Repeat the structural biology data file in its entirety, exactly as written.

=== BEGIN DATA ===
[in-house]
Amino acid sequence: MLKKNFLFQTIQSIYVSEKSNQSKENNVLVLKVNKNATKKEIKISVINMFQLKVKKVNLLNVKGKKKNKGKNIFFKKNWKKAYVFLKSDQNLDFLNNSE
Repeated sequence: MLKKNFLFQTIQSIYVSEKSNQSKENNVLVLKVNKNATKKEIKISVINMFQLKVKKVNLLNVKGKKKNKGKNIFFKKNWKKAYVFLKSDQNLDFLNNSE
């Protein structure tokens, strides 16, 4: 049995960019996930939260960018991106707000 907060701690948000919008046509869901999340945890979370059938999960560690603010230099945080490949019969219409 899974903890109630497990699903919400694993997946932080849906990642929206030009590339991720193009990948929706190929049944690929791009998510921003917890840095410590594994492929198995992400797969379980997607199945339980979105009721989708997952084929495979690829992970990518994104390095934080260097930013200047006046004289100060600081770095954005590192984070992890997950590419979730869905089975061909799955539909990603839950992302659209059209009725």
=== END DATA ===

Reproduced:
[in-house]
Amino acid sequence: MLKKNFLFQTIQSIYVSEKSNQSKENNVLVLKVNKNATKKEIKISVINMFQLKVKKVNLLNVKGKKKNKGKNIFFKKNWKKAYVFLKSDQNLDFLNNSE
Repeated sequence: MLKKNFLFQTIQSIYVSEKSNQSKENNVLVLKVNKNATKKEIKISVINMFQLKVKKVNLLNVKGKKKNKGKNIFFKKNWKKAYVFLKSDQNLDFLNNSE
């Protein structure tokens, strides 16, 4: 049995960019996930939260960018991106707000 907060701690948000919008046509869901999340945890979370059938999960560690603010230099945080490949019969219409 899974903890109630497990699903919400694993997946932080849906990642929206030009590339991720193009990948929706190929049944690929791009998510921003917890840095410590594994492929198995992400797969379980997607199945339980979105009721989708997952084929495979690829992970990518994104390095934080260097930013200047006046004289100060600081770095954005590192984070992890997950590419979730869905089975061909799955539909990603839950992302659209059209009725």